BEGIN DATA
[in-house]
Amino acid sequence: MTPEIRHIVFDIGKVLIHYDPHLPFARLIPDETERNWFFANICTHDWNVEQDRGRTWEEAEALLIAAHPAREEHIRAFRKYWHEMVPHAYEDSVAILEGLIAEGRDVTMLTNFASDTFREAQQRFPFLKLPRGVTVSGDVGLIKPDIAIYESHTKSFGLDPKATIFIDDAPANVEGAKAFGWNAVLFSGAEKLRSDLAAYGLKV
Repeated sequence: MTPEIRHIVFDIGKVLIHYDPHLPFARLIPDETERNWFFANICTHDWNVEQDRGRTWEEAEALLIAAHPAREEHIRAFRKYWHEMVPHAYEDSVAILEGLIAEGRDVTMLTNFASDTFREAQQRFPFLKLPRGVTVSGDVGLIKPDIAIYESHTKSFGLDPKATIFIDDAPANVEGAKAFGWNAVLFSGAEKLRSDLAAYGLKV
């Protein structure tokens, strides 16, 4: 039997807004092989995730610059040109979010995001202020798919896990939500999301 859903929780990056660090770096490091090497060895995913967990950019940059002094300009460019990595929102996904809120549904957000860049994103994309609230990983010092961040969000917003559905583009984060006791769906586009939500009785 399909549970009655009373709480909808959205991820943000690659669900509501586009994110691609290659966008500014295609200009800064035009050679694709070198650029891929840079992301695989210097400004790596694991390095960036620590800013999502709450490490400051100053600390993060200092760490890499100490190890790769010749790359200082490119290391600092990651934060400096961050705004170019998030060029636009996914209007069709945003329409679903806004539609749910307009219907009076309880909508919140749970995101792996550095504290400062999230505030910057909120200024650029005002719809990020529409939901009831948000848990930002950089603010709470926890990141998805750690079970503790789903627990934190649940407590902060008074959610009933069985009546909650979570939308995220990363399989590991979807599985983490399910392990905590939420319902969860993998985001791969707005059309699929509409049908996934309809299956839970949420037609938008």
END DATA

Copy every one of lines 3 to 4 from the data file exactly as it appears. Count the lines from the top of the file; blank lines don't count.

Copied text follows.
Repeated sequence: MTPEIRHIVFDIGKVLIHYDPHLPFARLIPDETERNWFFANICTHDWNVEQDRGRTWEEAEALLIAAHPAREEHIRAFRKYWHEMVPHAYEDSVAILEGLIAEGRDVTMLTNFASDTFREAQQRFPFLKLPRGVTVSGDVGLIKPDIAIYESHTKSFGLDPKATIFIDDAPANVEGAKAFGWNAVLFSGAEKLRSDLAAYGLKV
């Protein structure tokens, strides 16, 4: 039997807004092989995730610059040109979010995001202020798919896990939500999301 859903929780990056660090770096490091090497060895995913967990950019940059002094300009460019990595929102996904809120549904957000860049994103994309609230990983010092961040969000917003559905583009984060006791769906586009939500009785 399909549970009655009373709480909808959205991820943000690659669900509501586009994110691609290659966008500014295609200009800064035009050679694709070198650029891929840079992301695989210097400004790596694991390095960036620590800013999502709450490490400051100053600390993060200092760490890499100490190890790769010749790359200082490119290391600092990651934060400096961050705004170019998030060029636009996914209007069709945003329409679903806004539609749910307009219907009076309880909508919140749970995101792996550095504290400062999230505030910057909120200024650029005002719809990020529409939901009831948000848990930002950089603010709470926890990141998805750690079970503790789903627990934190649940407590902060008074959610009933069985009546909650979570939308995220990363399989590991979807599985983490399910392990905590939420319902969860993998985001791969707005059309699929509409049908996934309809299956839970949420037609938008």